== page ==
Jerome Lawrence, 88; Co-Writer of “Auntie Mame”

Times Staff Writer

Jerome Lawrence, half of the team that wrote the Broadway hits “Inherit the Wind” and “Auntie Mame” and other enduring works of the American theater, has died. He was 88.

Lawrence, who suffered a stroke a year and a half ago, died Sunday at his home in Malibu after a long illness, according to his niece, Deborah Robison.

Lawrence’s half-century collaboration with Robert E. Lee ended with Lee’s death in 1994; the prolific and versatile pair wrote radio programs, television plays, screenplays and one-act operas.

That is in addition to their 39 stage plays, which include “The Night Thoreau Spent in Jail,” their most widely produced work; and “First Monday in October,” about the first woman on the Supreme Court.

Lawrence and Lee achieved their first great success on Broadway with “Inherit the Wind,” their drama based on the famous 1925 trial of John Thomas Scopes, the Tennessee schoolteacher accused of teaching evolution. The widely praised play debuted in 1955, starring Paul Muni, Ed Begley and Tony Randall.


“Inherit the Wind,” which ran for three years on Broadway, sold nearly 2.5 million copies in printed form and has been translated into 40 languages. It also was made into an award-winning 1960 film starring Spencer Tracy, Fredric March and Gene Kelly.

Although the so-called Monkey Trial focused on Scopes’ teaching Darwin’s theory of evolution in a state that required that creationism be taught in schools, Lawrence told The Times in 1994 that the play “was written because we were indignant, appalled at thought control in the mid-'50s. So we went back in history to another case where people were being told what to learn, what to think, and it did have a great effect on the country. It was combating McCarthy-ism.”

In 1956, while “Inherit the Wind” was still running on Broadway, Lawrence and Lee scored another Broadway hit with their adaptation of “Auntie Mame,” a comedy starring Rosalind Russell as the free-spirited, eternally optimistic New York socialite.

Based on the Patrick Dennis novel, “Auntie Mame” was later adapted as a 1958 movie starring Russell. It also was turned into the Broadway musical comedy “Mame,” for which Lawrence and Lee wrote the book and Jerry Herman wrote the music and lyrics.

“Mame,” which debuted on Broadway in 1966 and ran for nearly four years, originally starred Angela Lansbury.

“Jerry Lawrence was a wonderful, wonderful friend, and he was enormously supportive and helpful to me,” Lansbury told The Times on Tuesday. “He was a very rare person in our business. He was totally devoted to what he did, and he did it in an expert way.

“I owe him and Bob Lee a tremendous amount because they gave me a vehicle that made me a big star on the New York stage, and I’ll be forever grateful to Jerry Lawrence for that gift.”

Born in Cleveland, Lawrence graduated from Ohio State University in 1937. He worked as a reporter and editor for two Ohio daily newspapers before moving to Los Angeles in 1937 to work for radio station KMPC. In 1939, he became a senior staff writer for CBS radio in Los Angeles and New York, where he met Lee in a Madison Avenue bar in 1942.

Not long after they met, both men entered the Army. They were among the founders of Armed Forces Radio Service, writing for “Command Performance,” “Mail Call” and other programs. Lawrence also served as a correspondent in North Africa and Italy.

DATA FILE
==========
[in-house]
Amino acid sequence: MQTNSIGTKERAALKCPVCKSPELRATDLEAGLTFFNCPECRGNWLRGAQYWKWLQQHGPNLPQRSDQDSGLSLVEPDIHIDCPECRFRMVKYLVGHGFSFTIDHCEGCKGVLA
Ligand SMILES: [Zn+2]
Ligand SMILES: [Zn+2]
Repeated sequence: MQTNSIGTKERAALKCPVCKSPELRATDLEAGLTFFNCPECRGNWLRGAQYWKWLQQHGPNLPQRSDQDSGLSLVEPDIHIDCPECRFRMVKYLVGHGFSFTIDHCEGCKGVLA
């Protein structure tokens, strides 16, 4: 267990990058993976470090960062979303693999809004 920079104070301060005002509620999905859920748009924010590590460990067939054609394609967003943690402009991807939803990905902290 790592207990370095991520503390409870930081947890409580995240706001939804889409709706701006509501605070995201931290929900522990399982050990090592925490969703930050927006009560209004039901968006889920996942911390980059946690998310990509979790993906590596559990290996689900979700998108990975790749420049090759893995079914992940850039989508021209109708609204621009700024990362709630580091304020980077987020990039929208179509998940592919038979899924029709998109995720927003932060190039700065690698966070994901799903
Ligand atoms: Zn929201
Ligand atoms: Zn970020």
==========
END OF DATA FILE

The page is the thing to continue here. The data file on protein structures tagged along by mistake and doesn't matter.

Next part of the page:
From the start of their collaboration, Lawrence and fellow Ohio native Lee used their work in radio and later television to subsidize themselves while they wrote their stage plays.

Although Lawrence and Lee collaborated so long they were known to finish each other’s sentences, actress Janet Waldo, Lee’s widow, told The Times on Tuesday that “they were two very different guys.”

Lawrence, Waldo said, “was a very aggressive, driven man. He always said, ‘We have to get five pages a day done,’ and he was so tenacious about it. Bob was much more laid-back and relaxed. That’s why they worked so well together.”

For decades, Lawrence lived in Malibu, where his home was a gathering spot for international theater conferences, playwriting workshops and musical soirees.

Waldo said, “Jerry really was totally a man of the theater. He loved everything about show business and show people, and he was the world’s best raconteur. He told theater stories so magnificently he could have gone on the road as a one-man show.”

In 1993, Lawrence’s four-story chalet-style home, which his friends dubbed the “House That Mame Built,” was destroyed in a fire that swept through Las Flores Canyon.

Turned to ashes were original Al Hirschfeld drawings, signed first edition books by Dorothy Parker, Henry Miller, Lillian Hellman, Will Durant and other friends; an impressive art collection; and many photographs, play posters and other theater memorabilia.

Lawrence escaped with only his passport, bank books and the latest draft of “Whisper in the Mind,” a drama he had been reviving with Lee.

“It was the only copy,” Lawrence told The Times. “This was our next play, and I wanted to move forward. You look at tomorrow -- not yesterday.”

Lawrence, who rebuilt his house in Malibu, taught a graduate class at USC for many years and also wrote the biography “Actor: The Life and Times of Paul Muni.”

In addition to Deborah Robison, he is survived by another niece, Paula Robison; a nephew, Joshua Robison; and his companion, Will Willoughby.

Plans for a memorial are pending. Contributions may be made in Lawrence’s name to the Jerome Lawrence and Robert E. Lee Theater Research Institute at Ohio State University, 1430 Lincoln Tower, 1800 Cannon Drive, Columbus, OH 43210-1230.